Fast-forward several months, and Amanda completed the second series of roadshow presentations, which focused on what the team had accomplished using Brandwatch Consumer Research. Calling it their “Greatest Hits Tour,” they returned to the same teams they previously met with to share innovative projects they’ve executed and to continue discussions.
Conversations were even more engaging as social listening has become more visible in the organization. Through regular Slack updates and presenting social listening updates in Marketing Meetings every week, teams are much more familiar with the capability. Furthermore, the selection of projects shared with each team was curated to their area of interest to make the examples as relevant as possible in order to spark more meaningful conversations about the role social listening can play across teams.
Evolution and adoption together
Positioning social insights internally–and to leadership
Last year, Fetch Rewards rolled out a social feature, allowing users to link with friends. The feature displays some high-level information on shopping behaviors and points, allowing friends to compete with each other on an in-app leaderboard.
As is the case with most new features, some users liked the change (eg, the competitive nature of the leaderboard), while some disliked the change. For example, the app layout had to be slightly re-organized to accommodate the new feature, which left some users confused as to how to access their historical purchasing data.
With the rollout, conversation about the feature spiked conversation volume and, initially, negative sentiment. Positioned to analyze user responses in real time, social listening gave Fetch teams, such as the Marketing and Product teams, insight into user concerns and confusion.
Context was important for Amanda to share with those teams, though: despite the spikes in conversation about the social feature, those conversations represented only a fraction of the total Fetch Rewards conversation.
While the focus of the analysis was a smaller slice of the overall data, leadership appreciated the context into not just how the feature was being received, but how much the feature was impacting overall brand presence.
Efficiencies and enabling teams
To continue driving the ROI of social listening, the team is searching for efficiencies to build capacity for more sophisticated analyses. After all, the world of social intelligence is big, and right now Amanda is the sole owner of that space. While she has been doing the heavy lifting in mining different dashboards for insights and distributing them to the right people, Emily shared that their ultimate goal is to encourage their colleagues to self-serve.
She added, “If we can continue to do that but also encourage self-serve, on-demand, real-time insights, that will free our time to do more complex, in-depth analysis. That’s one of our goals this year – to enable the teams.”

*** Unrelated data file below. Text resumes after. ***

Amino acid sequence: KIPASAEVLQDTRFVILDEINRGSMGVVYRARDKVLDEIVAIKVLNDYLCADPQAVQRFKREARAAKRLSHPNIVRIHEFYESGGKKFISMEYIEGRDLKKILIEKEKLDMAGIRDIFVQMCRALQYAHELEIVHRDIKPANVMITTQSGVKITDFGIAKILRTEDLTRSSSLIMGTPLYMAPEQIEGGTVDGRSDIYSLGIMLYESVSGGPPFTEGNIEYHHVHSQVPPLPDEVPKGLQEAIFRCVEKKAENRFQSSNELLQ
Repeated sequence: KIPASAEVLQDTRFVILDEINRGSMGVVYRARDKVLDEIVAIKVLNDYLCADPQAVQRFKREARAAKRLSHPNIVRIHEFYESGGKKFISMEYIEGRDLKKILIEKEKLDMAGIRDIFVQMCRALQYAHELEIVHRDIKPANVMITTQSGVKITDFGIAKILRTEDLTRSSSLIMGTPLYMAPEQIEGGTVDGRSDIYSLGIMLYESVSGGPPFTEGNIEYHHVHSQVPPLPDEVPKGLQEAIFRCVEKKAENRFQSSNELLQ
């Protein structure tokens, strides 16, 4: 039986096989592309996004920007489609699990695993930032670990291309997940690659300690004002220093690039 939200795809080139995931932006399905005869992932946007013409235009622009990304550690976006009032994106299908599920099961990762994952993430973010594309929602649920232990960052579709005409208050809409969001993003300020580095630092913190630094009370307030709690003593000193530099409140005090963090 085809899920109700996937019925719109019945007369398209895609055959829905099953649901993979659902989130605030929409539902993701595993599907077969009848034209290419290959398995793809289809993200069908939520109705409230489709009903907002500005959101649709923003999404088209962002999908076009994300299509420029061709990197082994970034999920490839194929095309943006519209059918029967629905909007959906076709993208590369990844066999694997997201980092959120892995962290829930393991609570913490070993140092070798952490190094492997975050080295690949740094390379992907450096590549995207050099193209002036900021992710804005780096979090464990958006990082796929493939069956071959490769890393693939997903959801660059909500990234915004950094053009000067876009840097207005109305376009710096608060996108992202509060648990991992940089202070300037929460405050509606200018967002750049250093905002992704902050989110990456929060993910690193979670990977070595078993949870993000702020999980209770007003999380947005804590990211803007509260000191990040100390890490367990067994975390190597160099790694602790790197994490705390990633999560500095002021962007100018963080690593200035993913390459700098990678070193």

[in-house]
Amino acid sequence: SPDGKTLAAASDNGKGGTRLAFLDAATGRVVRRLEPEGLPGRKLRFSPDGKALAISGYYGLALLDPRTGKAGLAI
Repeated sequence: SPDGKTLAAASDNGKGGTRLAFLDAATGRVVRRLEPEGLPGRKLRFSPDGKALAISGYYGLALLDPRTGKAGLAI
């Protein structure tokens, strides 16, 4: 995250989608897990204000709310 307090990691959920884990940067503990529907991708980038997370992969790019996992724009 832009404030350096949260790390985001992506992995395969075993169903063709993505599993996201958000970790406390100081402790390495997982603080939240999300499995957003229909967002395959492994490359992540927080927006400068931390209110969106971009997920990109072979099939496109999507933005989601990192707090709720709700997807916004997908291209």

Summary: What does the future hold for Fetch Rewards?
2021 was a building year for Fetch Rewards; the Marketing team started a Consumer Insights team and hired a Social Insights Manager. Social listening provided Fetch with “the big picture” of online conversation, supplying critical insights related to Fetch’s online presence, the competitive landscape, and user experiences with the app. “We were able to understand all of this because of Brandwatch,” Emily shared.
Armed with those insights, the Consumer Insights team has provided data-based recommendations to Fetch leadership–insights that have been very well-received. Leadership supports the advancement of social intelligence at Fetch, and they continue to look for more insights and guidance for how to use the data to drive decisions.
Amanda also told us that Fetch Rewards is coming very prepared for this year, and when asked what does success look like for the Fetch social team, Amanda shared, “It’s about having our internal partners being able to grab trends and insights and turn them into something that drives our business growth, user retention and elevates our growth.”
Learnings: Top tips on a successful social listening program from Fetch Rewards
Build a framework for evolution (and success): The progression of social listening at Fetch Rewards followed a build-refine-grow framework, with building a foundation to inform and guide future projects as the first step. This foundation involved setting up queries, alerts, and dashboards for critical areas (eg brand health). After refining the approach to social data and building upon that foundation, social listening projects can grow in sophistication and reach, resulting in ever richer and innovative insights to guide decisions.
Encourage adoption and secure executive buy-in: Encourage the adoption of social listening through various means (ie through presentations, Slack updates, etc). Add context to insights and share findings across teams. When sharing insights internally, bring in tangible, relevant, and personalized examples to the group you are presenting to spark more interest and conversation.
Automate to spend time on high-impact work: Build in automation where possible, such as around brand health tracking, competitors, and crisis management because it can free up a lot of time for the team to do more complex work, such as industry research or mixing social data with other data sources (eg in-app data, survey data, etc). This complex work can have farther-reaching implications as the understanding of consumers deepens when they are seen through multiple lenses.